Tonawanda News — The more I get into this whole gardening thing, the more I realize how much I don’t know.
It started not long after I finished my first “Clueless Gardener” column, when I walked into a store with the idea of making some gardening purchases. Seeds, I thought. Maybe some plants to transplant. But mainly, seeds. That’s kind of the point of a garden, right?
Surveying the array of seed packets before me in all their multicolored possibility, I chose a package of tomato seeds, read the back ... and discovered that I should have sown them indoors and let them grow to seedlings ... two months ago.
I had no idea. To me, garden equals spring. As in, I didn’t need to worry about it at all until after the frost risk was done. (And we all know how late that can be in Western New York.) I was familiar with the dangers of frost, so I figured I was golden right into May.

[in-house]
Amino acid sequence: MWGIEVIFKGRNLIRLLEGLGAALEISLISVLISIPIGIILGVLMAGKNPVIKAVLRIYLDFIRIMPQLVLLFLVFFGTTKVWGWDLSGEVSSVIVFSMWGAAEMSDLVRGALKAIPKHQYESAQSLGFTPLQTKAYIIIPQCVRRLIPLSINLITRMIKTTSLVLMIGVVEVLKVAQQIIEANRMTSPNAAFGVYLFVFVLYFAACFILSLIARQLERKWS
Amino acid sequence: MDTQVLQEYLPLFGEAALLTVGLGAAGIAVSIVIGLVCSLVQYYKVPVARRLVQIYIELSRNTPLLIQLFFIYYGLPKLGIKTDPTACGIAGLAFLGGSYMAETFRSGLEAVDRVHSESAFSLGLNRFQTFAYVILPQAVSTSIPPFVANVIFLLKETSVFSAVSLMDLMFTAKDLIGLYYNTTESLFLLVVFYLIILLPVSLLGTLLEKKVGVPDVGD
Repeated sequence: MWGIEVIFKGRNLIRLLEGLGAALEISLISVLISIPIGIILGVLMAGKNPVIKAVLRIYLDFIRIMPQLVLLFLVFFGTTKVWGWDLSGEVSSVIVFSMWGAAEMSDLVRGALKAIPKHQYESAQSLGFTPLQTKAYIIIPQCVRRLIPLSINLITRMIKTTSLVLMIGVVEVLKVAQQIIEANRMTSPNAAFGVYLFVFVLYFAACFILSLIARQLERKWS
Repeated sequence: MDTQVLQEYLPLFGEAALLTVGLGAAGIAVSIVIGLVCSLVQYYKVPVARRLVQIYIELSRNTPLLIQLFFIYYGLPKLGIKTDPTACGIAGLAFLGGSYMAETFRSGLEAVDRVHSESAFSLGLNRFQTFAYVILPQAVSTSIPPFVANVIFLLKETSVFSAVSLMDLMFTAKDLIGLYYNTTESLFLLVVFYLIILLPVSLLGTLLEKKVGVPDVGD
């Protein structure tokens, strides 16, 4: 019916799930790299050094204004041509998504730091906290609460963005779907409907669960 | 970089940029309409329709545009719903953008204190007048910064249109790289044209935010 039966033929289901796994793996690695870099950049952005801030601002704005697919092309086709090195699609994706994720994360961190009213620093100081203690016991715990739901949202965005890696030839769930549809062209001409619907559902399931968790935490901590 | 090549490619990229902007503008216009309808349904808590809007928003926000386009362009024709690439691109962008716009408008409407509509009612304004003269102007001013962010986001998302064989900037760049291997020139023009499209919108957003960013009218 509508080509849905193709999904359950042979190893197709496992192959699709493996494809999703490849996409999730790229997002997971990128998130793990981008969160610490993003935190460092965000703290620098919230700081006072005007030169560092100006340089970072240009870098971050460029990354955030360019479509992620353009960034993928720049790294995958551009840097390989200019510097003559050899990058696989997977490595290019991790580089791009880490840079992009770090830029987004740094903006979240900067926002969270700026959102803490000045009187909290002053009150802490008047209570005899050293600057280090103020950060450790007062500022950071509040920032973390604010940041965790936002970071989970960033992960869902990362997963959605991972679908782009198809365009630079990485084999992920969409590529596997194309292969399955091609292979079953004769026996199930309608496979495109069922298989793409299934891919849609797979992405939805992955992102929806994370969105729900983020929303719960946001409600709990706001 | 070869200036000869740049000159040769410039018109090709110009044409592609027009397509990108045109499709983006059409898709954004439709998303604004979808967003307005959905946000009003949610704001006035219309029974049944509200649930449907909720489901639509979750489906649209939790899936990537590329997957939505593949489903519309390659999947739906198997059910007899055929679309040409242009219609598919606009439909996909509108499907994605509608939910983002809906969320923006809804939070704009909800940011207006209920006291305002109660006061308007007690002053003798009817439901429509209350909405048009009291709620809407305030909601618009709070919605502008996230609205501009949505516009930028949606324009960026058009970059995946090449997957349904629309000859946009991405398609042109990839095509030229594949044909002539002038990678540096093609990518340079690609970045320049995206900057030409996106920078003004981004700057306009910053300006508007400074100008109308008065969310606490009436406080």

Instead, I was already painfully behind.
I looked at more and more seed packets, quickly realizing how many things just wouldn’t work already. I should have started them months ago. While I know it’s not entirely true, it seemed like the only thing I encountered that could possibly be directly sown at this point was basil ... and I’d already ordered a basil plant from my son’s preschool, marking it for transplantation to the garden.
Confounded, I abandoned the seed packets, bought a pair of garden gloves, some gardening tools (including a small trowel for my sons to use) and a pair of small stakes labeled “Grow Already!” and “Dirt Won’t Hurt!” — and retreated to figure out what to do next.
If ignorance was bliss, I was in heaven.
But I hate feeling ignorant. Hate it. And I was mortified by it. For a few minutes, standing there, I just wanted to give up. This is what grocery stores are for, right?